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Mmmmmm . . . the Famous Blackberry-Raspberry Mash-Up!

Item # 38434

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Loganberry is one of those plants that, as soon as you start growing it, you wonder why you haven't had it in the garden all along. It flies under the radar, somehow, because it is not often marketed commercially. Yet many of the traits that make it wrong for mass production by machines make it just right for hand-picking by human beings!

You may be wondering just what a loganberry is. Well, in 1881 it was a happy accident. A California farmer (bet you can guess his name!) was trying to improve the quality of his blackberries by crossing different varieties, as farmers have done since ancient times. Trouble was, he also had some raspberry plants near by. Mr. Logan didn't even realize what he'd done until the first fruit arrived, lighter than a blackberry but more succulent than he could ever have imagined. The Loganberry was born -- and within 10 years it was a delicacy in Europe as well as the U.S. Luther Burbank, that fabulous plantsman, got a hold of it and released an exciting variety in 1905 that became the standard for many years. Other new cultivars have come and gone. Loganberries remain a wonderful delicacy, highly sought and always yummy.

The reason they are so rare has to do with the plant habit and the growth process. Unlike raspberries, blueberries, and blackberries, Loganberries can't be harvested quickly and mechanically. This shrub sets fruit among thorns, and the berries mature at different times, so a single cane will have ripe, nearly ripe, unripe, and just-begun fruit altogether, making mechanization impossible. The harvest begins in midsummer in most climates, and can go right into fall on the same shrub.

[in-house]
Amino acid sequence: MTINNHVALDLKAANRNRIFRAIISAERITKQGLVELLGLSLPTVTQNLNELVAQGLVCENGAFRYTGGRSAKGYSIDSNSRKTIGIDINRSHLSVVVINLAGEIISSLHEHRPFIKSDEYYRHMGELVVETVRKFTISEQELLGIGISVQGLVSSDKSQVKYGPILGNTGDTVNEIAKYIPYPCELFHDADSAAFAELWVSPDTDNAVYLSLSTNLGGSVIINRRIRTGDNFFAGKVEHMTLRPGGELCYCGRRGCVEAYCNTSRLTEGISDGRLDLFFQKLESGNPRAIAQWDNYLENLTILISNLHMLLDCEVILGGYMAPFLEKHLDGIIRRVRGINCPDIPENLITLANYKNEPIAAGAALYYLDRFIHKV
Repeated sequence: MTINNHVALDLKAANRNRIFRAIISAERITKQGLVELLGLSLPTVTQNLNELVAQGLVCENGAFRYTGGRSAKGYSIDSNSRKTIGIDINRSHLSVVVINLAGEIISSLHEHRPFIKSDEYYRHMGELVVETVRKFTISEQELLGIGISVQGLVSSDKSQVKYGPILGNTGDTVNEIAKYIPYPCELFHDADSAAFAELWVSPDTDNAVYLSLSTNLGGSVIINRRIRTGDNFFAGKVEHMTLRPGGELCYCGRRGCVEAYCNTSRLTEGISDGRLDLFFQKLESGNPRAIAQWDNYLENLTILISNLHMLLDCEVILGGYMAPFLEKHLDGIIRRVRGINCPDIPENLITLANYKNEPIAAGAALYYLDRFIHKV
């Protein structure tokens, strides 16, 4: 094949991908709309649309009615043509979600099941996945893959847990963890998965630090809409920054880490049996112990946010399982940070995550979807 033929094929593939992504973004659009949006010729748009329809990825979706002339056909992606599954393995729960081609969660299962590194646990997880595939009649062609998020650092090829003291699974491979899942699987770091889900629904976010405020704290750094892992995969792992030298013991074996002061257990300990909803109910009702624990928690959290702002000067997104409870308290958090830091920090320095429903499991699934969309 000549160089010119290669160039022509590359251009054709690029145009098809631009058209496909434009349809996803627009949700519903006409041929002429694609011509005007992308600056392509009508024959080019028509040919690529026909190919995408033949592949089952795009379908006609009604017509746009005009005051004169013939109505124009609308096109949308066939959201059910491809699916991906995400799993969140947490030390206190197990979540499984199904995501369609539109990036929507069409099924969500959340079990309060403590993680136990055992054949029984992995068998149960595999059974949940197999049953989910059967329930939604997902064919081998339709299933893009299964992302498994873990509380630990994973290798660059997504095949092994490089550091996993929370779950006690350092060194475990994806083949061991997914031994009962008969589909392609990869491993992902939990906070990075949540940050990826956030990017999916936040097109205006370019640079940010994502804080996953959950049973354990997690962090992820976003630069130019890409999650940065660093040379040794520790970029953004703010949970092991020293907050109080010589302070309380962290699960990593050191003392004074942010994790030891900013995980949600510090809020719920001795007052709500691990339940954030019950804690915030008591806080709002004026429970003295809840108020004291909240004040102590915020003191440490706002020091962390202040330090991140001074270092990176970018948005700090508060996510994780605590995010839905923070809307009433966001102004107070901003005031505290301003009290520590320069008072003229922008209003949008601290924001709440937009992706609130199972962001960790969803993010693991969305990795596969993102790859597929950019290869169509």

Of course, all of this (except maybe the thorns!) is great news for the home gardener. What fun to harvest a handful of berries every few day for 2 to 3 months! No pressure to get it all in and jammed before it goes bad; instead, you have fresh eating for a much longer season. And a single shrub will deliver between 15 and 18 pounds of fruit per year on average, so you aren't talking about just a few berries here. Loganberries are highly productive!

Loganberries are also far more disease resistant and frost tolerant than most other berries. These plants are naturally robust, ready to fruit for 15 years or more. They will even self-propagate! Zones 6-9.

Raspberries like full sun and good air circulation. They do best in enriched garden soil that is moisture retentive but well-drained. Plant about 3 feet apart in the row, or train up a trellis. Plant about 1 inch deep in heavy soils, 2 inches in loose, sandy soils. For best growth, cut back immediately after planting, to prevent the plant from setting fruit the first year. This will give you much stronger growth and better harvests in years to come. Water well during growth, and consider mulching to conserve water until the following spring, when the mulch should be removed to let the plants warm up.